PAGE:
The Pride of Thrissur - Vadakkunnathan Temple

Kerala is no longer an unfamiliar territory for me. Last 5-6 years I have been to many places in Kerala, from Tarjan territory in Lakddi, Waynad to Tea plantation estates amidst hills and sharp peaks in Munnar. From Fort overlooking the Arabian sea in Bekal to Malabar coast drive in Talacherry & Kannur. But one things I couldn't explore much during my previous Kerala trips was Temple and its architecture.

Kerala is truly God's own country not just because of the beauty of backwater, roaring waterfalls, enchanting beaches, flora and fauna, rolling hills but also because of its rich timeless tradition and culture. Kerala is full of legends & tales, has many ancient and magnificent temples.

This time I covered the two most popular, ancient temples in Kerala and spent more time understanding its architecture. Before this trip, I always wondered why temple architecture in Kerala is unique and different from other parts of the country. Why we see many sloping roofs and the enclosures built-in wood in almost all temples in Kerala? Why Temples in Kerala roof resemble those found in the Himalayan regions and those in East Asia? Why there is not much influence of other Dravidian architecture like Hoysala, Vijayanagara, Cholas? I got the answer this time, true or not? I don't know but it seems logical to me.

The reason is the mighty Western Ghat

Western Ghat on the east of Kerala prevented the influences of neighboring Tamil rulers. Western ghat isolated Kerala to a greater extent from other Indian empires. Also because of the Arabian sea, ancient Kerala come closure to other civilizations like Chinese, Egyptians, Romans, Arab, Europeans. Don't forget Kerala's rich spice cultivation and its history of the major global maritime trade center.

The architecture of Kerala has been influenced by Indian Vedic architectural science (Vastu Shastra) and then style evolved because of a long history of influences of its major maritime global trading partners like Chinese, Arabs, and Europeans. Kerala's peculiar climate also contributed to this.

The first temple I visited was Vadakkunnathan Temple, an ancient Shiva temple at Thrissur. Its a classic example of Kerala's temple architecture.

Before I talk about architecture, let me tell you the legend associated with this temple.

There are difference but many agree on the fact that Temple was founded by Parashurama. He wanted to retire to some new land to perform Tapasya and selected this land. Then he went to Mount Kailash to his guru, Lord Shiva and requested him to take abode in Kerala and bless the region. Lord Shiva accepted his request and reached Kerala with Parvati and Ganesha along with Parashurama. Lord Shiva stopped at a spot (Now Thrissur) for his seat, later disappeared and then manifested his presence through the linga at the foot of the banyan tree. This is the banyan tree known as the Sri Mula Sthana.

This story of the origin of the Vadakkunnathan Temple is briefly narrated in Brahmanda Purana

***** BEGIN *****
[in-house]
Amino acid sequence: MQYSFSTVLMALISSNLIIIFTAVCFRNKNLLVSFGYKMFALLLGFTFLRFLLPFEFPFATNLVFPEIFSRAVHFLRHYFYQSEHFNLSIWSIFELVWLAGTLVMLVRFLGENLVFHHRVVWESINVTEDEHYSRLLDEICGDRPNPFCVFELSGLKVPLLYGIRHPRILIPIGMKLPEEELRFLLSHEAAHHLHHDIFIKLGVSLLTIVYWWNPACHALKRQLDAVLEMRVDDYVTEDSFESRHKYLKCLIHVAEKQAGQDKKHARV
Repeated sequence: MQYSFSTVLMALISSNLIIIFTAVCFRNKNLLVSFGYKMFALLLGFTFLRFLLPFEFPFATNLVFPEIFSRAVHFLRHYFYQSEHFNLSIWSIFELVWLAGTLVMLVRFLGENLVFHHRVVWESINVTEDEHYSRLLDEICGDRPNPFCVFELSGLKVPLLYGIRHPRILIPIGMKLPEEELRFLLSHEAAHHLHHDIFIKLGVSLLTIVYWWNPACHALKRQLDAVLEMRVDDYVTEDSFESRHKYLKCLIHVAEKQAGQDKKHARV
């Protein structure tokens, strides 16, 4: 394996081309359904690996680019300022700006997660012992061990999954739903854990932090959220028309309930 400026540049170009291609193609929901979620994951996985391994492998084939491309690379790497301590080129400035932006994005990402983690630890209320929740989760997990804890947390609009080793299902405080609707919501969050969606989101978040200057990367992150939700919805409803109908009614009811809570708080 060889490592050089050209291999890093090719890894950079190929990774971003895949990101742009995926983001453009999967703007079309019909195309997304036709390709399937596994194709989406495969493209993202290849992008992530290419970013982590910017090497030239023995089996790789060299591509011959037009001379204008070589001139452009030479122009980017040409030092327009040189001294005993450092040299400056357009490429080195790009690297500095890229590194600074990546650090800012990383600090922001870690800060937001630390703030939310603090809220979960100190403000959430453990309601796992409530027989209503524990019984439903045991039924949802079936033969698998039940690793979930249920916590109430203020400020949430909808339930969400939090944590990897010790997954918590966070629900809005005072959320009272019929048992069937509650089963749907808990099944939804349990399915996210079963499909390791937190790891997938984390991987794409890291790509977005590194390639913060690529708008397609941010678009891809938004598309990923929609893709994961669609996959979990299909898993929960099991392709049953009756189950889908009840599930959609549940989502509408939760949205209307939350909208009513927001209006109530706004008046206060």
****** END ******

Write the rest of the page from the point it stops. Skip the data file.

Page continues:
For some time, the linga remained at Sri Mula Sthana. Later The ruler of the Cochin Kingdom decided to shift the linga to a more convenient place and enclose it in a temple. Linga was moved with all due rituals and installed in the new place where it has remained till now.

The Vaddakunattham Temple
As I said before, its classic example of Kerala architecture. Unlike big, mighty Gopuram (Gateway) made of stone in other south Indian temple, here its crowned with wooden roofs.

Taking pictures inside the temple is not allowed, so I could not take any pictures there.  Here is a google satellite image

Temple is surrounded by a massive stone wall enclosing an area of nearly 9 acres and has four magnificent gopurams (gateways) facing each direction. Pradakshina Path for circumambulation or parikrama around the shrines.

The quadrangular building you see in the image above is Nalambalam. Outside the nalambalam, there are shrines for Lord Krishna, Vrishabha, Parasurama, Simhodara, Dharmasastha, and Adi Sankaracharya.

Inside Nalambalam (quadrangular building) has shrikovil (sanctum sanctorums) and four main shrines dedicated to Lord Shiva or Vadakkunnathan, Shankaranarayana,  Rama and Ganesha. The main attraction here is the exquisite murals depicting Mahabharata.

If you see the image above carefully, you can see pyramidal or conical shape roof. These are of main shrines (Shrikovil). As per Kerala temple architecture, the shape of the roof is based on the plan of the Shrikovil. So for circular plan Shrikovil , you could see a conical roof over and for the square plan you could see the pyramidal roof.

A giant lamp post in front of the gateway. 

This temple is most famous for its Thrissur Pooram festival every year. Grand display of more than 30 elephants decorated with golden headdress, one hour of amazing fireworks starts at 3am, traditional drum beats certainly make this "the mother of all" temple celebration.

 Credit - Kerala Tourism

Another famous and important temple I visited during my recent Kerala trip was Guruvayur also known as "Dwarka of South India". More about Guruvayur in next blog....

1 comment:

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